TextArc: A Marriage Of Literature With Technology (With Pics)

Watching TextArc cycle through Alice in Wonderland is amazing. The text flows around the edge of the image, and as the words are drawn and associations are made in flowing color, the work of literature comes alive.

This is one of the coolest things we have brought to you in some time. Itis a project called TextArc from W. Bradford Paley that marries literature and technology in such a way as to offer new ways of looking at the written word. TextArc is, in a nutshell, one of the most innovative ways to examine the relationship of words within a work (be it novel, play, Web site, or even speech). The goal of TextArc is to visually show the links between words, their distribution in the text, and their location relative to each other, which allows us to see the way words work with each other to tell a story.

See below for information on prints, and a special discount TextArc is offering TMO readers for those prints.

What it does

The idea is a deceptively simple one: The entire text is drawn around the page in an arc, hence the name TextArc, to show the full body of work to be examined. Words that are frequently used are then drawn brighter and larger than those around it. Any word that is used more than once is placed in the center of its mentions. It helps, according to the TextArc.org project, to "think of the word as being attached to every place it is used in the text by tiny rubber bands. Those forces pull each word closer to where it appears most often in the text."


The live interactive online display
( see below for more information)
This screen shot shows all the connections
"Alice" has to other words in the text.
(Click the thumbnail for a very large version of this image to see the details)

So what?

What TextArc allows for is a comprehensive visual guide to some of the worldis most important pieces of literature. For both scholars and lay people, seeing the associations in a text becomes as easy as reading the text itself. Often, literary analysis relies on the relationships of certain passages of a work. Seeing these relationships through TextArc opens up even more possibilities for interpretation and understanding, and can clearly reveal otherwise obscure relationships.

It can be technical, but it can also be beautiful. Watching TextArc cycle through Alice in Wonderland is amazing. The text flows around the edge of the image, and as the words are drawn and associations are made in flowing color, the work of literature comes alive.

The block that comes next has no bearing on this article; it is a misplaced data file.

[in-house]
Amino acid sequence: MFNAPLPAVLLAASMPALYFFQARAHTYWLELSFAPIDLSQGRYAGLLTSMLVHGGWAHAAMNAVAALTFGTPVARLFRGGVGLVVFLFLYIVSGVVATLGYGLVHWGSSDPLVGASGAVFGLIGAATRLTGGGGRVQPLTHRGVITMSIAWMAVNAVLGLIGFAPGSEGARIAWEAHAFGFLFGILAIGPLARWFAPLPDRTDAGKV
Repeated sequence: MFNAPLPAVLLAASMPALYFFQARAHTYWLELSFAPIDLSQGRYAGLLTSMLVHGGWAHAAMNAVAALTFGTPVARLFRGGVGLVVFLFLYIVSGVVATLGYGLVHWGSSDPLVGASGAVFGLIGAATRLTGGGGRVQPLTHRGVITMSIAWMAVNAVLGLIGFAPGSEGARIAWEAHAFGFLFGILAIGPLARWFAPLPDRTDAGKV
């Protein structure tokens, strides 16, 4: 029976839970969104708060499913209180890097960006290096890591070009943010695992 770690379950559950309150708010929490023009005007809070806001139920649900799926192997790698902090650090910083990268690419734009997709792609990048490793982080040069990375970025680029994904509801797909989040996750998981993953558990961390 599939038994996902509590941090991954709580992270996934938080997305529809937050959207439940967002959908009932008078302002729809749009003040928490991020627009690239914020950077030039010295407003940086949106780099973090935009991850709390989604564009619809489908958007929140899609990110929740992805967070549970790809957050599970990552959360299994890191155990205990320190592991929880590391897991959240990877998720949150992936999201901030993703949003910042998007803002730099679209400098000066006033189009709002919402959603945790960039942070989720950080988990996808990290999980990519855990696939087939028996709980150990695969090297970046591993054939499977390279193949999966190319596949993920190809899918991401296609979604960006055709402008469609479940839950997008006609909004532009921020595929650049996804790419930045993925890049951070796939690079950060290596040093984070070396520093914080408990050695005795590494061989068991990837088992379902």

In short, TextArc offers people a whole new way of looking at the written word, and thatis not limited to novels, either. Project lead W. Bradford Paley tells TMO that the technology works equally well on any body of words. Imagine TextArc applied to the body of speech from a politician, or the poetry of a culture, etc.

Itis nice to look at

The project is being offered to the public in two ways. The first is through an online Java application you view through your browser. TextArc.org just recently removed a warning that Mac users canit view the project; Mr. Paley tells TMO the warning was there due to issues with versions of the Java VM (the software that makes Java run on the Mac platform) in the Classic Mac OS. Mac OS X brought improvements to the Java VM that allows the CPU intensive software to run well on a moderately fast G3 or G4. That said, there is a "sound" feature that does not currently work on the Mac, and it will slow your system down if you click on it. Mr. Paley tells us he is looking for a Mac-oriented Java programmer to help with that problem

The online version of the presentation shows you the TextArc and the word relations, but it does many more things, as well. The entire story will actually unfold at the bottom of the screen, and as each word deemed important by the software comes up, its own special relationships are highlighted. While this is happening, a colored line actually follows the path the words are taking, again allowing you to see the way the words interact. If thatis not enough for you, you can run your cursor over any of the words in the middle of the presentation, and those relationships will again be displayed. Itis a process that has been described as fascinating by many of TMOis staff members, and members of our forum and IRC community as well.


Alice being read.
Note the text at the bottom; thatis the story being told, or read, to you.
The orange line is tracing the story, while the purple loops show other element interactions.
(Click the thumbnail for a very large version of this image to see the details)

Prints

TextArc is also selling posters based on the project as well. There are limited edition prints for US$1500 to US$5000 each, but the project has made a run of posters for Alice In Wonderland that are being sold for US$49.95 each, substantially more affordable for mortals. TextArc is offering TMO readers a special US$5 discount off that price, as well. The company tells us that if you want to get an order by Christmas, you need to order today. You can find more information on the poster at the TextArc.com Web site. To get the TMO discount, enter the coupon code of "tmo" at order (without the quotes).


A low-res screen shot of the poster.
(Click the thumbnail for a larger version of this image)


This is a closeup of the printed poster.
(Click the thumbnail for details)

TextArc.org is the projectis main Web site that offers the online viewings of the Java viewer, whereas the TextArc.com site offers the commercial prints. You can find more information on all that we have mention at those links.

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